Note that in February, only the thin southern ``lip'' (arrow) of the GRS periphery is observable, with a little more in March (arrow). By April a narrow, but bright (clear) line has appeared and covered the northern periphery. By May, the northern clear region has structure and the southern lip is wider. By July, another thin, broken bright region has appeared around the inner periphery of the GRS. Between then and August, this bright periphery has grown wider - although it is not in a constant position. Numerous dark vortices with bright peripheries are apparent, passing the from west to east, relative to the GRS.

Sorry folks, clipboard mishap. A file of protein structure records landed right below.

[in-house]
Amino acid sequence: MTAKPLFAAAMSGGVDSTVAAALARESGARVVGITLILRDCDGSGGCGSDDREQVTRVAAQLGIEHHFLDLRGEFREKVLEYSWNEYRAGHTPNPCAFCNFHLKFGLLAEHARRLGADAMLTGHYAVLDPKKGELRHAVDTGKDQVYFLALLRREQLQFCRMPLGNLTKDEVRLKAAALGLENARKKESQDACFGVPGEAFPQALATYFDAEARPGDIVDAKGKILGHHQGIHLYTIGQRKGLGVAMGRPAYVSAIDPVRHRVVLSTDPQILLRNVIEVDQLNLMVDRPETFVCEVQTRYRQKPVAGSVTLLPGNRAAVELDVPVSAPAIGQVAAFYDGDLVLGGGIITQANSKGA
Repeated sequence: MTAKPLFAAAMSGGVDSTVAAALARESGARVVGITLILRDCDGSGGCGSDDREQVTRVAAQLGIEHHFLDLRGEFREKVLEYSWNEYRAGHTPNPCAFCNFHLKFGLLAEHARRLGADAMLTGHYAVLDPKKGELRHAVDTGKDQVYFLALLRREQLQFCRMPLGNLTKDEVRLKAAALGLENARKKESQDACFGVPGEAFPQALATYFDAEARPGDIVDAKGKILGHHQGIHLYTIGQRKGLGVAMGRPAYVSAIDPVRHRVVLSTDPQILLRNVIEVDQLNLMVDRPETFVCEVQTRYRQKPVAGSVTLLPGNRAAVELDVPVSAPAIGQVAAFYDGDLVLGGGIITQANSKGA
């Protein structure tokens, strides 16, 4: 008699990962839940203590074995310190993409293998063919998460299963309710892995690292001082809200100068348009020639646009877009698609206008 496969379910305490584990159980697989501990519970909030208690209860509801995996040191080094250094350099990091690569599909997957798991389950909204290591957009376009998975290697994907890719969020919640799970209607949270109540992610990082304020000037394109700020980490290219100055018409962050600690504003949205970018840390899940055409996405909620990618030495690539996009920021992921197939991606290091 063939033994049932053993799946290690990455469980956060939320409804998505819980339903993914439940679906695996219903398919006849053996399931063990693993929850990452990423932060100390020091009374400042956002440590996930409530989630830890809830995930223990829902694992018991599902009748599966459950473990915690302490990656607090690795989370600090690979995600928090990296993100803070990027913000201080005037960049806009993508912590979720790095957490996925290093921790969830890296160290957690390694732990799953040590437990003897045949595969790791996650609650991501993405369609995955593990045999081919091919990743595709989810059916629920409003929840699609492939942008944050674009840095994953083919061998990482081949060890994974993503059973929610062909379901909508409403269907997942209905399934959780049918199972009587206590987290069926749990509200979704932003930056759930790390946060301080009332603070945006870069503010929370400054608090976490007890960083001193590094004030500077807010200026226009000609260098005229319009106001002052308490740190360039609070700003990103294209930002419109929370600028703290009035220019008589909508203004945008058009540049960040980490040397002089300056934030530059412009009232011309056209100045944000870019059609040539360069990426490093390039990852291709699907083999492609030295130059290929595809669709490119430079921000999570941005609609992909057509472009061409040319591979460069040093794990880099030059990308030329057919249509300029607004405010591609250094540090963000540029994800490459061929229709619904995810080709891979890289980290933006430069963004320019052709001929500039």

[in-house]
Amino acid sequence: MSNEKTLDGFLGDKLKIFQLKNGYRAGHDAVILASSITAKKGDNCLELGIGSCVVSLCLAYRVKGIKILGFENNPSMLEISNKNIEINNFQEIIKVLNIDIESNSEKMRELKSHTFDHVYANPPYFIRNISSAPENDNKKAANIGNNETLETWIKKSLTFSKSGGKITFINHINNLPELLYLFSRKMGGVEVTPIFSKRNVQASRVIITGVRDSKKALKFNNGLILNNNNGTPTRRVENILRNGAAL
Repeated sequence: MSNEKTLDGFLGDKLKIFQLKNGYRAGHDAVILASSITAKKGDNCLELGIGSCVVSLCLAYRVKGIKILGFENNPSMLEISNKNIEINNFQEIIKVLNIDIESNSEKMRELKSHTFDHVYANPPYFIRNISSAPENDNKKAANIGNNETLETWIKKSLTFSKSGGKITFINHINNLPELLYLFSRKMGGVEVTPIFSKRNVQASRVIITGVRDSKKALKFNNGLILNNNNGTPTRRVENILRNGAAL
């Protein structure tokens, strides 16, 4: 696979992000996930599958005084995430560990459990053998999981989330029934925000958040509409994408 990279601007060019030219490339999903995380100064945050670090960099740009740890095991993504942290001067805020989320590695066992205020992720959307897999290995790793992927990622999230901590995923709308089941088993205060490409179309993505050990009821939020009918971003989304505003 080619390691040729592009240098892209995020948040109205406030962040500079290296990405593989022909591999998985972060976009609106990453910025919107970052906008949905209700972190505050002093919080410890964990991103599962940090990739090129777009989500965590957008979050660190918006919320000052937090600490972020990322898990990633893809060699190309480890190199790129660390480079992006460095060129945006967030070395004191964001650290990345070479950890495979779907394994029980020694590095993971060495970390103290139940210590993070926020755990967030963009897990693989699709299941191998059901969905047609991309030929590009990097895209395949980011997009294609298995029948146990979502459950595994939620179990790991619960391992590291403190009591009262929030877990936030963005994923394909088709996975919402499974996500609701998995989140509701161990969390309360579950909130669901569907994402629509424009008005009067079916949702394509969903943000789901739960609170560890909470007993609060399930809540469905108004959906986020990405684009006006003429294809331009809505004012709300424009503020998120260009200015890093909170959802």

Similar observations of the Great Red Spot will continue and will focus on the behavior during the time period of early July, 1996, when Galileo's first orbital encounter takes place - for which the GRS is the primary target for synoptic measurement by all the remote sensing instruments. Observations such as these during that time period will help in the interpretation by providing a broader area of coverage than that which will be covered by the spacecraft observations.
This image is available in gif format via anonymous ftp to lono.jpl.nasa.gov (188.8.131.52) in pub/irtf as grs5ch95a.gif. It is catalogued as JPL color negative P-46229 BC.